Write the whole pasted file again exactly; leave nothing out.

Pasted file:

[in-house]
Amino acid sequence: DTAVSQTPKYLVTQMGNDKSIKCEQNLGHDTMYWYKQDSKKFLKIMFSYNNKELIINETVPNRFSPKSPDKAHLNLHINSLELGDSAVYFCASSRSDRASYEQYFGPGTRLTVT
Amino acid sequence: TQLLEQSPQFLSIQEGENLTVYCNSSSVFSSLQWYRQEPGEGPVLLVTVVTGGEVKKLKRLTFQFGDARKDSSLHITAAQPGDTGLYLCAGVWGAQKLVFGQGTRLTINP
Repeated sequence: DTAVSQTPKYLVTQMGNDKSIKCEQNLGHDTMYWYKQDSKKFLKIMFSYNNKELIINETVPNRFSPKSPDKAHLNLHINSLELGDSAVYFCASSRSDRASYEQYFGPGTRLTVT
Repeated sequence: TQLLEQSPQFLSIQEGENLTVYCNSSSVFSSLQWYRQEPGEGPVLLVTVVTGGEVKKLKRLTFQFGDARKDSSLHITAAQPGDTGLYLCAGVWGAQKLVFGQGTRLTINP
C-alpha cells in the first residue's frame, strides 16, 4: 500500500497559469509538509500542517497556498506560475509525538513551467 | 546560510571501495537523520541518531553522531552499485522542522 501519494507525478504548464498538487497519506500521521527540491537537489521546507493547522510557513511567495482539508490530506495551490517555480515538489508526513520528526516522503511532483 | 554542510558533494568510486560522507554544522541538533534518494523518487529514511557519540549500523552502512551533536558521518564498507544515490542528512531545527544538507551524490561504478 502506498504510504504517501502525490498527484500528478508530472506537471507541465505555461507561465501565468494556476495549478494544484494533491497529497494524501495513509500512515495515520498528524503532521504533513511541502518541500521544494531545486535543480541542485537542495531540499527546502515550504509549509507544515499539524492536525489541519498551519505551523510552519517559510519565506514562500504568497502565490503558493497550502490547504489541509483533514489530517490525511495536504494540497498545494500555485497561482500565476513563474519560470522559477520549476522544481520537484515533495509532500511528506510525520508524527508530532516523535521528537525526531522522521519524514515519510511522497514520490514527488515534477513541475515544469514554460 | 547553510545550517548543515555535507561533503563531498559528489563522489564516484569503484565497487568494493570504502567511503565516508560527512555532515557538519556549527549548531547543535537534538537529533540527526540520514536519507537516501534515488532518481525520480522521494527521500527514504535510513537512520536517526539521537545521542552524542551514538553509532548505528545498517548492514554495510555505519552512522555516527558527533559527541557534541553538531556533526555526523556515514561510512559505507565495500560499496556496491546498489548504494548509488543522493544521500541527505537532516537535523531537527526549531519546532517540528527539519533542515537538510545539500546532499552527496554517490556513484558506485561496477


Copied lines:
[in-house]
Amino acid sequence: DTAVSQTPKYLVTQMGNDKSIKCEQNLGHDTMYWYKQDSKKFLKIMFSYNNKELIINETVPNRFSPKSPDKAHLNLHINSLELGDSAVYFCASSRSDRASYEQYFGPGTRLTVT
Amino acid sequence: TQLLEQSPQFLSIQEGENLTVYCNSSSVFSSLQWYRQEPGEGPVLLVTVVTGGEVKKLKRLTFQFGDARKDSSLHITAAQPGDTGLYLCAGVWGAQKLVFGQGTRLTINP
Repeated sequence: DTAVSQTPKYLVTQMGNDKSIKCEQNLGHDTMYWYKQDSKKFLKIMFSYNNKELIINETVPNRFSPKSPDKAHLNLHINSLELGDSAVYFCASSRSDRASYEQYFGPGTRLTVT
Repeated sequence: TQLLEQSPQFLSIQEGENLTVYCNSSSVFSSLQWYRQEPGEGPVLLVTVVTGGEVKKLKRLTFQFGDARKDSSLHITAAQPGDTGLYLCAGVWGAQKLVFGQGTRLTINP
C-alpha cells in the first residue's frame, strides 16, 4: 500500500497559469509538509500542517497556498506560475509525538513551467 | 546560510571501495537523520541518531553522531552499485522542522 501519494507525478504548464498538487497519506500521521527540491537537489521546507493547522510557513511567495482539508490530506495551490517555480515538489508526513520528526516522503511532483 | 554542510558533494568510486560522507554544522541538533534518494523518487529514511557519540549500523552502512551533536558521518564498507544515490542528512531545527544538507551524490561504478 502506498504510504504517501502525490498527484500528478508530472506537471507541465505555461507561465501565468494556476495549478494544484494533491497529497494524501495513509500512515495515520498528524503532521504533513511541502518541500521544494531545486535543480541542485537542495531540499527546502515550504509549509507544515499539524492536525489541519498551519505551523510552519517559510519565506514562500504568497502565490503558493497550502490547504489541509483533514489530517490525511495536504494540497498545494500555485497561482500565476513563474519560470522559477520549476522544481520537484515533495509532500511528506510525520508524527508530532516523535521528537525526531522522521519524514515519510511522497514520490514527488515534477513541475515544469514554460 | 547553510545550517548543515555535507561533503563531498559528489563522489564516484569503484565497487568494493570504502567511503565516508560527512555532515557538519556549527549548531547543535537534538537529533540527526540520514536519507537516501534515488532518481525520480522521494527521500527514504535510513537512520536517526539521537545521542552524542551514538553509532548505528545498517548492514554495510555505519552512522555516527558527533559527541557534541553538531556533526555526523556515514561510512559505507565495500560499496556496491546498489548504494548509488543522493544521500541527505537532516537535523531537527526549531519546532517540528527539519533542515537538510545539500546532499552527496554517490556513484558506485561496477